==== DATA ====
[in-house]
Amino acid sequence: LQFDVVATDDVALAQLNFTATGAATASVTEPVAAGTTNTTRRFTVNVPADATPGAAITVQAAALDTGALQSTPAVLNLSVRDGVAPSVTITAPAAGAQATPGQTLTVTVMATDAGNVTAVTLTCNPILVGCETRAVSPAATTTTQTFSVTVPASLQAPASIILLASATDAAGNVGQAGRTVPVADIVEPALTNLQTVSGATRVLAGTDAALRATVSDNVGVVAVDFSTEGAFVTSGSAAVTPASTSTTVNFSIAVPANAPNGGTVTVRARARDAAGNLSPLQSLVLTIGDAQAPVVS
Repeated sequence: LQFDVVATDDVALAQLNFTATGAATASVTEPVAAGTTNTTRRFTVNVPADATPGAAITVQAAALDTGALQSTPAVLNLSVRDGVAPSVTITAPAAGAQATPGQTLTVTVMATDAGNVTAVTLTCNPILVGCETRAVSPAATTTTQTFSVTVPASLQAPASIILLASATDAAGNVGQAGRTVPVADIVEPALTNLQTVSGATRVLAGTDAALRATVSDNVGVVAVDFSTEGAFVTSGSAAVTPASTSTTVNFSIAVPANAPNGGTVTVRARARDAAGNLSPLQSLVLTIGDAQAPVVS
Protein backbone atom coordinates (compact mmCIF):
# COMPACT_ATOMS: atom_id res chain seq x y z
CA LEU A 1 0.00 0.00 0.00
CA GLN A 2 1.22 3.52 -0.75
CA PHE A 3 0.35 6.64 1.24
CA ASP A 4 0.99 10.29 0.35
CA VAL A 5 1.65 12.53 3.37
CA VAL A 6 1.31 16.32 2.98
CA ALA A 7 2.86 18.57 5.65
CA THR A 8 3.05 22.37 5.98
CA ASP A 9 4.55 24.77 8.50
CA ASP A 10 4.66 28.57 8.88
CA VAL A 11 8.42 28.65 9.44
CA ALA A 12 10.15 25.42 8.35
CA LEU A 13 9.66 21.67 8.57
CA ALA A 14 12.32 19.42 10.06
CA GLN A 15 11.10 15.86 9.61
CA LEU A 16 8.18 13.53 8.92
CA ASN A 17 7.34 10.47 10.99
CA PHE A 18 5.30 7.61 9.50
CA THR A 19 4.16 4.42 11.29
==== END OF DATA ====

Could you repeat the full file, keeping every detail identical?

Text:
[in-house]
Amino acid sequence: LQFDVVATDDVALAQLNFTATGAATASVTEPVAAGTTNTTRRFTVNVPADATPGAAITVQAAALDTGALQSTPAVLNLSVRDGVAPSVTITAPAAGAQATPGQTLTVTVMATDAGNVTAVTLTCNPILVGCETRAVSPAATTTTQTFSVTVPASLQAPASIILLASATDAAGNVGQAGRTVPVADIVEPALTNLQTVSGATRVLAGTDAALRATVSDNVGVVAVDFSTEGAFVTSGSAAVTPASTSTTVNFSIAVPANAPNGGTVTVRARARDAAGNLSPLQSLVLTIGDAQAPVVS
Repeated sequence: LQFDVVATDDVALAQLNFTATGAATASVTEPVAAGTTNTTRRFTVNVPADATPGAAITVQAAALDTGALQSTPAVLNLSVRDGVAPSVTITAPAAGAQATPGQTLTVTVMATDAGNVTAVTLTCNPILVGCETRAVSPAATTTTQTFSVTVPASLQAPASIILLASATDAAGNVGQAGRTVPVADIVEPALTNLQTVSGATRVLAGTDAALRATVSDNVGVVAVDFSTEGAFVTSGSAAVTPASTSTTVNFSIAVPANAPNGGTVTVRARARDAAGNLSPLQSLVLTIGDAQAPVVS
Protein backbone atom coordinates (compact mmCIF):
# COMPACT_ATOMS: atom_id res chain seq x y z
CA LEU A 1 0.00 0.00 0.00
CA GLN A 2 1.22 3.52 -0.75
CA PHE A 3 0.35 6.64 1.24
CA ASP A 4 0.99 10.29 0.35
CA VAL A 5 1.65 12.53 3.37
CA VAL A 6 1.31 16.32 2.98
CA ALA A 7 2.86 18.57 5.65
CA THR A 8 3.05 22.37 5.98
CA ASP A 9 4.55 24.77 8.50
CA ASP A 10 4.66 28.57 8.88
CA VAL A 11 8.42 28.65 9.44
CA ALA A 12 10.15 25.42 8.35
CA LEU A 13 9.66 21.67 8.57
CA ALA A 14 12.32 19.42 10.06
CA GLN A 15 11.10 15.86 9.61
CA LEU A 16 8.18 13.53 8.92
CA ASN A 17 7.34 10.47 10.99
CA PHE A 18 5.30 7.61 9.50
CA THR A 19 4.16 4.42 11.29